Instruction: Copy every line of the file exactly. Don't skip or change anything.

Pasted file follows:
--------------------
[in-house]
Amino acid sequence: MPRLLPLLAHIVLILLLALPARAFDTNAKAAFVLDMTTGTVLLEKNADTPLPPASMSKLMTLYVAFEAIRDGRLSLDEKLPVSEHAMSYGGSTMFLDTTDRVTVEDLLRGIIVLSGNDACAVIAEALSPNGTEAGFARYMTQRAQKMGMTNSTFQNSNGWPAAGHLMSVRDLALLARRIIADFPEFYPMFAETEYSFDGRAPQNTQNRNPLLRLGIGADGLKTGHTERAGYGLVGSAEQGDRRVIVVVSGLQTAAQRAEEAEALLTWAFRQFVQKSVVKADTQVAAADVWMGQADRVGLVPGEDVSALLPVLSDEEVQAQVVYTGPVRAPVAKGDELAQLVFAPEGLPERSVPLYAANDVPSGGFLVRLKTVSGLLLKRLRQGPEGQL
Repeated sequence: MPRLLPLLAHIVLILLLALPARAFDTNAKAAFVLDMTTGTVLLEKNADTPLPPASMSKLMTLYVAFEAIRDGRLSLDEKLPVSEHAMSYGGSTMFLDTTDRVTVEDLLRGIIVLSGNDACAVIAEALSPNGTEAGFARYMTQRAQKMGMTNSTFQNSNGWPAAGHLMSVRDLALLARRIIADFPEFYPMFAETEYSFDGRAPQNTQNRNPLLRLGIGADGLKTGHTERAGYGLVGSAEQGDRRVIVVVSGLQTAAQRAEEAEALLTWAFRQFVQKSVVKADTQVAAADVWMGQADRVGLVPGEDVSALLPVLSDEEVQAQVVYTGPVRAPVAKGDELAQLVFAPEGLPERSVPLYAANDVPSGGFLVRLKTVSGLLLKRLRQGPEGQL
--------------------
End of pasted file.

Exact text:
[in-house]
Amino acid sequence: MPRLLPLLAHIVLILLLALPARAFDTNAKAAFVLDMTTGTVLLEKNADTPLPPASMSKLMTLYVAFEAIRDGRLSLDEKLPVSEHAMSYGGSTMFLDTTDRVTVEDLLRGIIVLSGNDACAVIAEALSPNGTEAGFARYMTQRAQKMGMTNSTFQNSNGWPAAGHLMSVRDLALLARRIIADFPEFYPMFAETEYSFDGRAPQNTQNRNPLLRLGIGADGLKTGHTERAGYGLVGSAEQGDRRVIVVVSGLQTAAQRAEEAEALLTWAFRQFVQKSVVKADTQVAAADVWMGQADRVGLVPGEDVSALLPVLSDEEVQAQVVYTGPVRAPVAKGDELAQLVFAPEGLPERSVPLYAANDVPSGGFLVRLKTVSGLLLKRLRQGPEGQL
Repeated sequence: MPRLLPLLAHIVLILLLALPARAFDTNAKAAFVLDMTTGTVLLEKNADTPLPPASMSKLMTLYVAFEAIRDGRLSLDEKLPVSEHAMSYGGSTMFLDTTDRVTVEDLLRGIIVLSGNDACAVIAEALSPNGTEAGFARYMTQRAQKMGMTNSTFQNSNGWPAAGHLMSVRDLALLARRIIADFPEFYPMFAETEYSFDGRAPQNTQNRNPLLRLGIGADGLKTGHTERAGYGLVGSAEQGDRRVIVVVSGLQTAAQRAEEAEALLTWAFRQFVQKSVVKADTQVAAADVWMGQADRVGLVPGEDVSALLPVLSDEEVQAQVVYTGPVRAPVAKGDELAQLVFAPEGLPERSVPLYAANDVPSGGFLVRLKTVSGLLLKRLRQGPEGQL